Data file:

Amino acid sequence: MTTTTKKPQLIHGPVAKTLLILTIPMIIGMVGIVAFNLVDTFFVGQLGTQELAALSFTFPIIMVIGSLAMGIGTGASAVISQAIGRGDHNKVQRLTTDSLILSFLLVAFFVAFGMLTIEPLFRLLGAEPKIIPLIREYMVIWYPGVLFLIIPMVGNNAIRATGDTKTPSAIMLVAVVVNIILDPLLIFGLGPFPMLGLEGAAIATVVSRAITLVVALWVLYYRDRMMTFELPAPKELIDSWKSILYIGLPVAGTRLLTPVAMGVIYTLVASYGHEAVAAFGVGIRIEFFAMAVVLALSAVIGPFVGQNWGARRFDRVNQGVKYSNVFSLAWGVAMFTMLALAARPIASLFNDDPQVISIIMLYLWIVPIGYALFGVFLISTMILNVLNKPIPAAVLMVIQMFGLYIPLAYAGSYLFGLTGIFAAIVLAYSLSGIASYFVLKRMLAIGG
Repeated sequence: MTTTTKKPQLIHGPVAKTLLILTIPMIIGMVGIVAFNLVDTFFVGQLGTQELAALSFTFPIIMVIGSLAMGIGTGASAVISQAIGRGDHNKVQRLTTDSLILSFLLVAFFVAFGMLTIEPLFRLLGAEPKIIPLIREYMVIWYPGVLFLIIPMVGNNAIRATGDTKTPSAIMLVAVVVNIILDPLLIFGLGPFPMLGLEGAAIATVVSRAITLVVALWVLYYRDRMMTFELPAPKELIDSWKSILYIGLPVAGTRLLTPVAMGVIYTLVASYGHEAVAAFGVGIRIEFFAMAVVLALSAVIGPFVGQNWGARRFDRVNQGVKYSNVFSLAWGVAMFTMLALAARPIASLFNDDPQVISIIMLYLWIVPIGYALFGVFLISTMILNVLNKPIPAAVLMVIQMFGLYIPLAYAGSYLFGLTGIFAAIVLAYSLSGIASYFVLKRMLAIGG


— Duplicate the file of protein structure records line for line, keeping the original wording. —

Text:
Amino acid sequence: MTTTTKKPQLIHGPVAKTLLILTIPMIIGMVGIVAFNLVDTFFVGQLGTQELAALSFTFPIIMVIGSLAMGIGTGASAVISQAIGRGDHNKVQRLTTDSLILSFLLVAFFVAFGMLTIEPLFRLLGAEPKIIPLIREYMVIWYPGVLFLIIPMVGNNAIRATGDTKTPSAIMLVAVVVNIILDPLLIFGLGPFPMLGLEGAAIATVVSRAITLVVALWVLYYRDRMMTFELPAPKELIDSWKSILYIGLPVAGTRLLTPVAMGVIYTLVASYGHEAVAAFGVGIRIEFFAMAVVLALSAVIGPFVGQNWGARRFDRVNQGVKYSNVFSLAWGVAMFTMLALAARPIASLFNDDPQVISIIMLYLWIVPIGYALFGVFLISTMILNVLNKPIPAAVLMVIQMFGLYIPLAYAGSYLFGLTGIFAAIVLAYSLSGIASYFVLKRMLAIGG
Repeated sequence: MTTTTKKPQLIHGPVAKTLLILTIPMIIGMVGIVAFNLVDTFFVGQLGTQELAALSFTFPIIMVIGSLAMGIGTGASAVISQAIGRGDHNKVQRLTTDSLILSFLLVAFFVAFGMLTIEPLFRLLGAEPKIIPLIREYMVIWYPGVLFLIIPMVGNNAIRATGDTKTPSAIMLVAVVVNIILDPLLIFGLGPFPMLGLEGAAIATVVSRAITLVVALWVLYYRDRMMTFELPAPKELIDSWKSILYIGLPVAGTRLLTPVAMGVIYTLVASYGHEAVAAFGVGIRIEFFAMAVVLALSAVIGPFVGQNWGARRFDRVNQGVKYSNVFSLAWGVAMFTMLALAARPIASLFNDDPQVISIIMLYLWIVPIGYALFGVFLISTMILNVLNKPIPAAVLMVIQMFGLYIPLAYAGSYLFGLTGIFAAIVLAYSLSGIASYFVLKRMLAIGG